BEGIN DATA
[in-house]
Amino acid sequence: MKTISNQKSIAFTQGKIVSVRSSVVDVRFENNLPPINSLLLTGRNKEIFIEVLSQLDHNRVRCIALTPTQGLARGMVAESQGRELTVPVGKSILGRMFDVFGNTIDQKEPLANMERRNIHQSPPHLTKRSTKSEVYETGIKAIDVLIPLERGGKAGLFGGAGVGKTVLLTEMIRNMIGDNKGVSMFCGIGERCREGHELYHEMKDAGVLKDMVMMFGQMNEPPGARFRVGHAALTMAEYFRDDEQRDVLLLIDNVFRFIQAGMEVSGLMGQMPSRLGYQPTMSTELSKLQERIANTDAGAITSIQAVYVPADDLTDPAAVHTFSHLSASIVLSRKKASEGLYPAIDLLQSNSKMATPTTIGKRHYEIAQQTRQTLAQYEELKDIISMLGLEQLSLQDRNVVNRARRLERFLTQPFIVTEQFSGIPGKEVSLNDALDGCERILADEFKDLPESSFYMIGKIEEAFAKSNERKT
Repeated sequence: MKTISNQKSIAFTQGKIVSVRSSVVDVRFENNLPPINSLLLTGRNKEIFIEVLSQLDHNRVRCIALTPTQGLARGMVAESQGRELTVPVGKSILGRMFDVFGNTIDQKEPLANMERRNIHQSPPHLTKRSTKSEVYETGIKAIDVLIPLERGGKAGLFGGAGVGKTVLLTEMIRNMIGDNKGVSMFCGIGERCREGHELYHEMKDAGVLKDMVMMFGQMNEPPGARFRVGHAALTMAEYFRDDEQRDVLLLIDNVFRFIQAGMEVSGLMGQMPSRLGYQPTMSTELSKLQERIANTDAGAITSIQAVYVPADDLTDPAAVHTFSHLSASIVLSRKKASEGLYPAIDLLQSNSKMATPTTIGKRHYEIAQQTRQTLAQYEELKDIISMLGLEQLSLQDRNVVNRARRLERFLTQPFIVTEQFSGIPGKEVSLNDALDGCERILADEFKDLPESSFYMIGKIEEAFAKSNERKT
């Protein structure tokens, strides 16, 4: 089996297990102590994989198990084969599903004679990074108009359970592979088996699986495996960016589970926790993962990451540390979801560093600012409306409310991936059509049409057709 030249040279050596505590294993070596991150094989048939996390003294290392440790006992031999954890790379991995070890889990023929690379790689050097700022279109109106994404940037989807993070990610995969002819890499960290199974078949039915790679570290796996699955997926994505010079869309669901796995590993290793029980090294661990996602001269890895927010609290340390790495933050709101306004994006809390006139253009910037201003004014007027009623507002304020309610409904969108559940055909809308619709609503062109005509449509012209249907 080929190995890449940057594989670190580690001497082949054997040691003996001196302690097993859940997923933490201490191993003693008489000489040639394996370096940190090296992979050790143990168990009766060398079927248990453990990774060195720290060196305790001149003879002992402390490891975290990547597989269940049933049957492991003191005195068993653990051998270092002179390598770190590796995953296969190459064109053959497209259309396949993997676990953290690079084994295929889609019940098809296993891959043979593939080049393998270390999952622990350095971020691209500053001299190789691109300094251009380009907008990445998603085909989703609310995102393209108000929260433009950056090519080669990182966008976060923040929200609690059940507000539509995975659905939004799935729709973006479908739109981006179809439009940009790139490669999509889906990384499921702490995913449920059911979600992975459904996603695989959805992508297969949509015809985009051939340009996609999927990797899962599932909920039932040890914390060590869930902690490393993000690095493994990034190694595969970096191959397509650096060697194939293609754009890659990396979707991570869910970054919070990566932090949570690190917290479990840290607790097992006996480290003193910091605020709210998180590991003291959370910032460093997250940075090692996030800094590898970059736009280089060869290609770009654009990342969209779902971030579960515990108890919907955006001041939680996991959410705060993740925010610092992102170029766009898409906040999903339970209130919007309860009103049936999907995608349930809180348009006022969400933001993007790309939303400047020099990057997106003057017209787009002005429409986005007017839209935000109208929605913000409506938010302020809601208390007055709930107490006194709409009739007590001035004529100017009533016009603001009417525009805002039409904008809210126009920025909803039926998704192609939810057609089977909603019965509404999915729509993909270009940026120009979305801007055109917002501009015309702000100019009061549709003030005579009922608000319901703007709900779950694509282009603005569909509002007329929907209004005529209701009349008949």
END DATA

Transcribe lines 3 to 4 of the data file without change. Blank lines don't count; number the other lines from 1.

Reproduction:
Repeated sequence: MKTISNQKSIAFTQGKIVSVRSSVVDVRFENNLPPINSLLLTGRNKEIFIEVLSQLDHNRVRCIALTPTQGLARGMVAESQGRELTVPVGKSILGRMFDVFGNTIDQKEPLANMERRNIHQSPPHLTKRSTKSEVYETGIKAIDVLIPLERGGKAGLFGGAGVGKTVLLTEMIRNMIGDNKGVSMFCGIGERCREGHELYHEMKDAGVLKDMVMMFGQMNEPPGARFRVGHAALTMAEYFRDDEQRDVLLLIDNVFRFIQAGMEVSGLMGQMPSRLGYQPTMSTELSKLQERIANTDAGAITSIQAVYVPADDLTDPAAVHTFSHLSASIVLSRKKASEGLYPAIDLLQSNSKMATPTTIGKRHYEIAQQTRQTLAQYEELKDIISMLGLEQLSLQDRNVVNRARRLERFLTQPFIVTEQFSGIPGKEVSLNDALDGCERILADEFKDLPESSFYMIGKIEEAFAKSNERKT
């Protein structure tokens, strides 16, 4: 089996297990102590994989198990084969599903004679990074108009359970592979088996699986495996960016589970926790993962990451540390979801560093600012409306409310991936059509049409057709 030249040279050596505590294993070596991150094989048939996390003294290392440790006992031999954890790379991995070890889990023929690379790689050097700022279109109106994404940037989807993070990610995969002819890499960290199974078949039915790679570290796996699955997926994505010079869309669901796995590993290793029980090294661990996602001269890895927010609290340390790495933050709101306004994006809390006139253009910037201003004014007027009623507002304020309610409904969108559940055909809308619709609503062109005509449509012209249907 080929190995890449940057594989670190580690001497082949054997040691003996001196302690097993859940997923933490201490191993003693008489000489040639394996370096940190090296992979050790143990168990009766060398079927248990453990990774060195720290060196305790001149003879002992402390490891975290990547597989269940049933049957492991003191005195068993653990051998270092002179390598770190590796995953296969190459064109053959497209259309396949993997676990953290690079084994295929889609019940098809296993891959043979593939080049393998270390999952622990350095971020691209500053001299190789691109300094251009380009907008990445998603085909989703609310995102393209108000929260433009950056090519080669990182966008976060923040929200609690059940507000539509995975659905939004799935729709973006479908739109981006179809439009940009790139490669999509889906990384499921702490995913449920059911979600992975459904996603695989959805992508297969949509015809985009051939340009996609999927990797899962599932909920039932040890914390060590869930902690490393993000690095493994990034190694595969970096191959397509650096060697194939293609754009890659990396979707991570869910970054919070990566932090949570690190917290479990840290607790097992006996480290003193910091605020709210998180590991003291959370910032460093997250940075090692996030800094590898970059736009280089060869290609770009654009990342969209779902971030579960515990108890919907955006001041939680996991959410705060993740925010610092992102170029766009898409906040999903339970209130919007309860009103049936999907995608349930809180348009006022969400933001993007790309939303400047020099990057997106003057017209787009002005429409986005007017839209935000109208929605913000409506938010302020809601208390007055709930107490006194709409009739007590001035004529100017009533016009603001009417525009805002039409904008809210126009920025909803039926998704192609939810057609089977909603019965509404999915729509993909270009940026120009979305801007055109917002501009015309702000100019009061549709003030005579009922608000319901703007709900779950694509282009603005569909509002007329929907209004005529209701009349008949």